Dendritic excitability and neuronal morphology as determinants of synaptic efficacy

J Neurophysiol. 2009 Apr;101(4):1847-66. doi: 10.1152/jn.01235.2007. Epub 2009 Jan 28.

Abstract

The ability to trigger neuronal spiking activity is one of the most important functional characteristics of synaptic inputs and can be quantified as a measure of synaptic efficacy (SE). Using model neurons with both highly simplified and real morphological structures (from a single cylindrical dendrite to a hippocampal granule cell, CA1 pyramidal cell, spinal motoneuron, and retinal ganglion neurons) we found that SE of excitatory inputs decreases with the distance from the soma and active nonlinear properties of the dendrites can counterbalance this global effect of attenuation. This phenomenon is frequency dependent, with a more prominent gain in SE observed at lower levels of background input-output neuronal activity. In contrast, there are no significant differences in SE between passive and active dendrites under higher frequencies of background activity. The influence of the nonuniform distribution of active properties on SE is also more prominent at lower background frequencies. In models with real morphologies, the effect of active dendritic conductances becomes more dramatic and inverts the SE relationship between distal and proximal locations. In active dendrites, distal synapses have higher efficacy than that of proximal ones because of arising dendritic spiking in thin branches with high-input resistance. Lower levels of dendritic excitability can make SE independent of the distance from the soma. Although increasing dendritic excitability may boost SE of distal synapses in real neurons, it may actually reduce overall SE. The results are robust with respect to morphological variation and biophysical properties of the model neurons. The model of CA1 pyramidal cell with realistic distributions of dendritic conductances demonstrated important roles of hyperpolarization-activated (h-) current and A-type K(+) current in controlling the efficacy of single synaptic inputs and overall SE differently in basal and apical dendrites.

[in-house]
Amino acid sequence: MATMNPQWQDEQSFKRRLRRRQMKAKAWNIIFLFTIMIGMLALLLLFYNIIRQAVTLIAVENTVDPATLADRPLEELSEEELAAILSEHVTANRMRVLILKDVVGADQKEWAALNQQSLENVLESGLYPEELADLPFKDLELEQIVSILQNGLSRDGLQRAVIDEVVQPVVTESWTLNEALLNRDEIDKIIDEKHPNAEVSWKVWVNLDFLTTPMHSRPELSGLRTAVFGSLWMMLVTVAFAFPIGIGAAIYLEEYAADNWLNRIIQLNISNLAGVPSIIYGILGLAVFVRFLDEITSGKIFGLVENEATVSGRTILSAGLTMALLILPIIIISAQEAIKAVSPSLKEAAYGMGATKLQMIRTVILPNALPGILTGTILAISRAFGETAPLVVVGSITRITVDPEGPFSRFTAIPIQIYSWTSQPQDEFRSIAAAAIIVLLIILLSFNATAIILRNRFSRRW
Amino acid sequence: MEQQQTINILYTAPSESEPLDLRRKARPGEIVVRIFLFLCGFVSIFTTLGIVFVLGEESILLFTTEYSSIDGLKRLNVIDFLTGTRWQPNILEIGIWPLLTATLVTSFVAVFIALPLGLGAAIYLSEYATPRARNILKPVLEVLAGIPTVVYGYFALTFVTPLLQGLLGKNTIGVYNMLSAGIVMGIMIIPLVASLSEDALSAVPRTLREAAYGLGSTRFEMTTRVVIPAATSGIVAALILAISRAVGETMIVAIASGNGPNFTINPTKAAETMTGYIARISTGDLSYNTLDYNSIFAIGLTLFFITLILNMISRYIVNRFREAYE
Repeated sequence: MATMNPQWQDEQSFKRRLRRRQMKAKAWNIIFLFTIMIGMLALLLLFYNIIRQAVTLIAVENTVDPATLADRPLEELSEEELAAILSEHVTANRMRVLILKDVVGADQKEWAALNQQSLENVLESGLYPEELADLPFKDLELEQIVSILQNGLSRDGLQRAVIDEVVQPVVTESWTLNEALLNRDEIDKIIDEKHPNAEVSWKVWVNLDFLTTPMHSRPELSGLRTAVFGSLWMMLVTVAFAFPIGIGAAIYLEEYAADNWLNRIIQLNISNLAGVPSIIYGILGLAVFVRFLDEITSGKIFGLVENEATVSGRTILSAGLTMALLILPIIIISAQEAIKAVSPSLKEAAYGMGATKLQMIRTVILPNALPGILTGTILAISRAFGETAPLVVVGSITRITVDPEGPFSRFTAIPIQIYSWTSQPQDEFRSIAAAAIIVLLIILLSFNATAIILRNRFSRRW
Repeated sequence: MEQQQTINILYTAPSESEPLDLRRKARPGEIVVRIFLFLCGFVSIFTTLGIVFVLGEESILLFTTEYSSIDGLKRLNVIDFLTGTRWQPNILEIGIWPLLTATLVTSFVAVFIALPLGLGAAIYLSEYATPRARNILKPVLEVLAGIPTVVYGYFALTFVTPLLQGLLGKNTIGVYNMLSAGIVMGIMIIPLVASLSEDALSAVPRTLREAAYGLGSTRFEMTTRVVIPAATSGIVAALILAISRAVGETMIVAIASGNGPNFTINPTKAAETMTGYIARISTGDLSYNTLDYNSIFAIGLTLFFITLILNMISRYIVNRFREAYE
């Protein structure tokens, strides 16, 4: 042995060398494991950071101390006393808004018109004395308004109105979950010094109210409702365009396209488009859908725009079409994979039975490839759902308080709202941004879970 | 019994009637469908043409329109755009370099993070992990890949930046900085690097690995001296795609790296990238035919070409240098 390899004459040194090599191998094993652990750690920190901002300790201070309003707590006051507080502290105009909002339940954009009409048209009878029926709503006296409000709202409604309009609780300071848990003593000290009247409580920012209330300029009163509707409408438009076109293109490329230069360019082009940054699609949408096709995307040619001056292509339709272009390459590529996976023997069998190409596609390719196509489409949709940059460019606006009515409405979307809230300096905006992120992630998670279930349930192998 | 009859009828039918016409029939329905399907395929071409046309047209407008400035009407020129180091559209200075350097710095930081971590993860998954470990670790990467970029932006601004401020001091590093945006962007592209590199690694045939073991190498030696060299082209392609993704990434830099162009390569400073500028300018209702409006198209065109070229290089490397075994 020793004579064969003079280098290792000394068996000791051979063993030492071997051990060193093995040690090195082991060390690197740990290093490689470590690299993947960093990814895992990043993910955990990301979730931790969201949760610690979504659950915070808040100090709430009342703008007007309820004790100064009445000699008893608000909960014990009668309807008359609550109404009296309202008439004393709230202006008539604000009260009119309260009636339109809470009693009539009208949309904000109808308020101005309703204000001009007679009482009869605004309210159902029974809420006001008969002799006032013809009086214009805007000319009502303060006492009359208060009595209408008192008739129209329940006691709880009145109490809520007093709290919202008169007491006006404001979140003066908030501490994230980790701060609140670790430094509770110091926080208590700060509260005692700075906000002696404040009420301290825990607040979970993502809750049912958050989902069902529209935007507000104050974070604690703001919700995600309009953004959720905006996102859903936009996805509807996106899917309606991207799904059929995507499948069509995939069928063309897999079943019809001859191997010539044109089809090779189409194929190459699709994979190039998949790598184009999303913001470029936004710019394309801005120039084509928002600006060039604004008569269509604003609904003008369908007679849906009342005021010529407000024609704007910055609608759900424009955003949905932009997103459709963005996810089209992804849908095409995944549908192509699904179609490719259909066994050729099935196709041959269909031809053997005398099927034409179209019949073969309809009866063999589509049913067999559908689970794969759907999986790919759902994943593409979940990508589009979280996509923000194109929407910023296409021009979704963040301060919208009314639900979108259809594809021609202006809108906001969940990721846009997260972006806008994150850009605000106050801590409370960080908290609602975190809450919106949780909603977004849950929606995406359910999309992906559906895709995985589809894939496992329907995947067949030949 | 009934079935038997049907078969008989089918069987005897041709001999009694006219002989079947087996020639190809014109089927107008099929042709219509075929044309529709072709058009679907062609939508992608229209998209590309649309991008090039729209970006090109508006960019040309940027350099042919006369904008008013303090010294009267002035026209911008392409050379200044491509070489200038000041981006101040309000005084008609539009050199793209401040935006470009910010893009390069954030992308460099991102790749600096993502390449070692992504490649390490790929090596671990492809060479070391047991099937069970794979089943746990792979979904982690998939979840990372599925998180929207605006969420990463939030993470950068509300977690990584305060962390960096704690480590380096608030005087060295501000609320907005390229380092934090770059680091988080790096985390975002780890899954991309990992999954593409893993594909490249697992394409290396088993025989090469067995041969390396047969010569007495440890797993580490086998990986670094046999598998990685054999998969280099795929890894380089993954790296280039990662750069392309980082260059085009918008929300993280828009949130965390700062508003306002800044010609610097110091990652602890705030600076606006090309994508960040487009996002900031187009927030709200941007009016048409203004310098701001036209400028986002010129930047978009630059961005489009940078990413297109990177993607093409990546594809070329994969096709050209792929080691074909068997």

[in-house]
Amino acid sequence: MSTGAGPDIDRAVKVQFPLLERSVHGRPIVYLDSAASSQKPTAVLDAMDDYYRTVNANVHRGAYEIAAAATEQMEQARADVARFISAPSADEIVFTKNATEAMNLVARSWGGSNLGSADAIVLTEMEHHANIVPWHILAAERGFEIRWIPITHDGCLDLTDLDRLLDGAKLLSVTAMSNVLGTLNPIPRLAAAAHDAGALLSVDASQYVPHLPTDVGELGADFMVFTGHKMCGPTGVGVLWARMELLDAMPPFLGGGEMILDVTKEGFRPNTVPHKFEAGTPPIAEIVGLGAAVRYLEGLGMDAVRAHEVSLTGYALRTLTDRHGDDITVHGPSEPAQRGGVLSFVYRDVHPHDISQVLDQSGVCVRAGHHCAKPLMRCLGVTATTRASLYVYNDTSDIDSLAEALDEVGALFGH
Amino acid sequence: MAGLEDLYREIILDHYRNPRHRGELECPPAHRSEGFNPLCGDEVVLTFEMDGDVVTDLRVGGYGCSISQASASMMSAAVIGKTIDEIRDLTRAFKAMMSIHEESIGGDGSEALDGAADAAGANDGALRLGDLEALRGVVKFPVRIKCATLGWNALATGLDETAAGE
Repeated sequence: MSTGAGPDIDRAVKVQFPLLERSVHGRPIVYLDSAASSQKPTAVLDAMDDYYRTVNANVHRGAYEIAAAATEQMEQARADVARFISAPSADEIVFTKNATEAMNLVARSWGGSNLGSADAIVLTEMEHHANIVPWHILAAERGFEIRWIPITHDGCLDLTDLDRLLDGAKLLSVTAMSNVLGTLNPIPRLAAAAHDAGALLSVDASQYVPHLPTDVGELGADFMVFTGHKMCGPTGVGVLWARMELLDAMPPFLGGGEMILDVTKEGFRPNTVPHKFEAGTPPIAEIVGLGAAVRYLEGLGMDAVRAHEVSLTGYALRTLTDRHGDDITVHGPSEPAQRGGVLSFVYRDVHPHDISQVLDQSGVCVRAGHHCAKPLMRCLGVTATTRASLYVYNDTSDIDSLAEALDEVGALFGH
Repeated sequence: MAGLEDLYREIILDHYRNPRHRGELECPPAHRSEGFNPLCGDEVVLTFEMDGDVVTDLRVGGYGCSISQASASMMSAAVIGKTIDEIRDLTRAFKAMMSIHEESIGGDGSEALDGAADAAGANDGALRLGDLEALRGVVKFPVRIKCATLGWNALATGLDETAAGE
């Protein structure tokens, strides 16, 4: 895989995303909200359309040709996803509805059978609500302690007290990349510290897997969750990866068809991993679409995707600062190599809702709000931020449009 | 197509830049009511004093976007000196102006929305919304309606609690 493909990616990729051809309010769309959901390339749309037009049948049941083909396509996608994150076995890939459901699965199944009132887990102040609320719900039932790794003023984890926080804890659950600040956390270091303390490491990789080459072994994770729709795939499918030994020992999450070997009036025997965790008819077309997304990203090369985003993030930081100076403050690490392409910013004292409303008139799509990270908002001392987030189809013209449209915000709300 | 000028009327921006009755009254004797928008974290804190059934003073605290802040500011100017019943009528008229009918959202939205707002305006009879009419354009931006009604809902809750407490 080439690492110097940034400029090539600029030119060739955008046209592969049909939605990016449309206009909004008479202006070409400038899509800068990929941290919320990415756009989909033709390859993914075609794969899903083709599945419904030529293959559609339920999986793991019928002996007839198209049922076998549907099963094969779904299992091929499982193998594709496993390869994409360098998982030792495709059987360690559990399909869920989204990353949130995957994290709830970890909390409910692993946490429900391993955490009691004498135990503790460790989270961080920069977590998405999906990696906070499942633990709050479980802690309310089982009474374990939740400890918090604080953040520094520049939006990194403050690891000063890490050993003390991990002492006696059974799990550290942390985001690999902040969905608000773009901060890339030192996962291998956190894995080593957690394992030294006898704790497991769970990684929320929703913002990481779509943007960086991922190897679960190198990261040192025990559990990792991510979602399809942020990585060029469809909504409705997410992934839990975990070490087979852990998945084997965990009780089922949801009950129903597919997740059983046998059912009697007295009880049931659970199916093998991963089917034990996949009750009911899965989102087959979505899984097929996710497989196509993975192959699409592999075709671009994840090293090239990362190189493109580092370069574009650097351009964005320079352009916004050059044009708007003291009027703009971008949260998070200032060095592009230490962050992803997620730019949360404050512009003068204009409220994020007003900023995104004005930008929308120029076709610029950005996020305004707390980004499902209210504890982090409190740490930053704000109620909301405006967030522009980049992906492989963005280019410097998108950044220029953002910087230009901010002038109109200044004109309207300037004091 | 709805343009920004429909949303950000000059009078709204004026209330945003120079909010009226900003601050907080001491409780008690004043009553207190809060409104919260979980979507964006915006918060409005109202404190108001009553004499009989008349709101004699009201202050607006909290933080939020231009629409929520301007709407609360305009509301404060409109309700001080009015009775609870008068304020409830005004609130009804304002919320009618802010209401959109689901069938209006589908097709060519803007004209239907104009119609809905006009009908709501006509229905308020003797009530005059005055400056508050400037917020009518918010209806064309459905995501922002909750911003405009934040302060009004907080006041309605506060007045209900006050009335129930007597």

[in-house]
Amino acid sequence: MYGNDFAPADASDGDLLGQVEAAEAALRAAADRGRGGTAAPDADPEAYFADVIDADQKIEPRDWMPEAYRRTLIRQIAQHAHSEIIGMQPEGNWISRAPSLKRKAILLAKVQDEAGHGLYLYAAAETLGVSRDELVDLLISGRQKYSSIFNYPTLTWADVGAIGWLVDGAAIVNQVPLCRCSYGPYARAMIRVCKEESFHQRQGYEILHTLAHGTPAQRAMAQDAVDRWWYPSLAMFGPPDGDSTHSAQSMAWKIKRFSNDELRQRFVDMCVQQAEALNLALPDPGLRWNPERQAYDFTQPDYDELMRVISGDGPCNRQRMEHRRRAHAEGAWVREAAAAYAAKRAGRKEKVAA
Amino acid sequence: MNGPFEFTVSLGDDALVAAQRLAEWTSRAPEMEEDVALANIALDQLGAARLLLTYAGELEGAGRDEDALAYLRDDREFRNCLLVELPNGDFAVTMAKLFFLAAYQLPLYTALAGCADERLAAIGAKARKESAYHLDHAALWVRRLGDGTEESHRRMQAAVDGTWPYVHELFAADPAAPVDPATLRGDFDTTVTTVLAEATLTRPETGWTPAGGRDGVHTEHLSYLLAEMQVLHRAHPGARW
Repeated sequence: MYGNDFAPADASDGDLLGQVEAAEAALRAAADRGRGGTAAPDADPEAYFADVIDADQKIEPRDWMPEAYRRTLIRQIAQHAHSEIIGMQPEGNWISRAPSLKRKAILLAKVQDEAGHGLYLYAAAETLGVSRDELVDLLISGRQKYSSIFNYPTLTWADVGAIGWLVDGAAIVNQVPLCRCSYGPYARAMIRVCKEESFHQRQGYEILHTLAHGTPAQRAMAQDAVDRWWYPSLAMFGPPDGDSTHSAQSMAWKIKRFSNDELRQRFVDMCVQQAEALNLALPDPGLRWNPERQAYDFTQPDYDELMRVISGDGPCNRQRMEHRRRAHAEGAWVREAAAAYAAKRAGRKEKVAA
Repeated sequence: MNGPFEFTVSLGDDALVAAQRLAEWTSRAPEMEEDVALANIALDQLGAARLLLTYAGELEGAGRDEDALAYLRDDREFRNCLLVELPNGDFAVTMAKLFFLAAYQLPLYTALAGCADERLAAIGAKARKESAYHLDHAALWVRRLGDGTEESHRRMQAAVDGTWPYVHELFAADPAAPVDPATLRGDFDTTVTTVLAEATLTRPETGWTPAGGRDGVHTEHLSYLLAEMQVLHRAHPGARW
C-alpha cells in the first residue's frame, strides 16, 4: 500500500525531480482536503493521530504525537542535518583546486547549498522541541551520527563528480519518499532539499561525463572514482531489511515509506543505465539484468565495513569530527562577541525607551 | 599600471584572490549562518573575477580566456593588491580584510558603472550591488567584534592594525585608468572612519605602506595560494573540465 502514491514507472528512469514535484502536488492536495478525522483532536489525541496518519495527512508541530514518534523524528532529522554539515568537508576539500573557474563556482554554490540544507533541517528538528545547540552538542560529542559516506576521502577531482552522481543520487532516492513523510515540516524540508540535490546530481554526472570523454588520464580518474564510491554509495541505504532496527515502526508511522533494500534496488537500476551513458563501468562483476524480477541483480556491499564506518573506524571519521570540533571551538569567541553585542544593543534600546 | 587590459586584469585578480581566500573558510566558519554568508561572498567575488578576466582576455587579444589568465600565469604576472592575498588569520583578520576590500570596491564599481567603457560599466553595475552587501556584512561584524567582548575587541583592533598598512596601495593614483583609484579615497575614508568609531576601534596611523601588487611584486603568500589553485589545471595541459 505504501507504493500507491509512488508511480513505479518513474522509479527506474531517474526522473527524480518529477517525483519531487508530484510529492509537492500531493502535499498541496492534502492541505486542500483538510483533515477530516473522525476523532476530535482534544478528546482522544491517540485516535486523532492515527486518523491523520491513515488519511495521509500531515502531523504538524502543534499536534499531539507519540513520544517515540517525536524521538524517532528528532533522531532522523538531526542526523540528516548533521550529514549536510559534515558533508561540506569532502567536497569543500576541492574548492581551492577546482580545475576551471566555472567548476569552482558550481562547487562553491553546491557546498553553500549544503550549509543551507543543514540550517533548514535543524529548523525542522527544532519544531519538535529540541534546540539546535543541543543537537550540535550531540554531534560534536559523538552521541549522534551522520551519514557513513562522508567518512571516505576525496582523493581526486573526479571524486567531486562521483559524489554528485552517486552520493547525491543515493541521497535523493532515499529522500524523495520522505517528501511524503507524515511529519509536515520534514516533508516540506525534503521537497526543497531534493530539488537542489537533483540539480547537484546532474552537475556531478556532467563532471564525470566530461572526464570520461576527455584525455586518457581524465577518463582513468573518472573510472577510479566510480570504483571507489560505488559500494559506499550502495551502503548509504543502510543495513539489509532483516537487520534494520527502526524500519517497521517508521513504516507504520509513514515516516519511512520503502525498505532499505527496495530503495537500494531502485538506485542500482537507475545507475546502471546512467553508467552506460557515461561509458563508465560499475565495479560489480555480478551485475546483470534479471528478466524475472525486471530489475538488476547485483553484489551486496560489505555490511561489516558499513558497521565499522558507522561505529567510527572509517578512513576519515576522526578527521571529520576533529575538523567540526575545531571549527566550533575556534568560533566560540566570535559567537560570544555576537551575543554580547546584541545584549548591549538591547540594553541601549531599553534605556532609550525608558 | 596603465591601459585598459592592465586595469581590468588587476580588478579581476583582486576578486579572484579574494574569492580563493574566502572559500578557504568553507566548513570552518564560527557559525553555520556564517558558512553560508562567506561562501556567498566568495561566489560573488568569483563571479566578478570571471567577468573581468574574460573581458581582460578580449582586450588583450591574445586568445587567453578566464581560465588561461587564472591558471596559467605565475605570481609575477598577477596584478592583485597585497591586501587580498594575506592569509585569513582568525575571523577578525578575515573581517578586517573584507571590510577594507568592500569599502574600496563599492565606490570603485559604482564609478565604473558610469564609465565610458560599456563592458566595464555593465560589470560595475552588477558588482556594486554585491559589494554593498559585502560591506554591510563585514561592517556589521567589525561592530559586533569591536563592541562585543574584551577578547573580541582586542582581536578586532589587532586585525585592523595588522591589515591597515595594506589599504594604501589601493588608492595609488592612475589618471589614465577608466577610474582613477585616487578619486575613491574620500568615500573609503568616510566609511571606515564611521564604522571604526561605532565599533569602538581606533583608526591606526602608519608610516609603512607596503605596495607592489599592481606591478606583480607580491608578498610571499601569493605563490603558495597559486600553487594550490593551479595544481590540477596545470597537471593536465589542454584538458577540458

Publication types

  • Research Support, N.I.H., Extramural

MeSH terms

  • Animals
  • Biophysical Phenomena / physiology
  • Biophysics
  • Dendrites / physiology*
  • Electric Stimulation
  • Hippocampus / cytology
  • Ion Channel Gating / physiology
  • Models, Neurological*
  • Neurons / classification
  • Neurons / cytology*
  • Neurons / physiology*
  • Spinal Cord / cytology
  • Synapses / physiology*
  • Synaptic Potentials / physiology*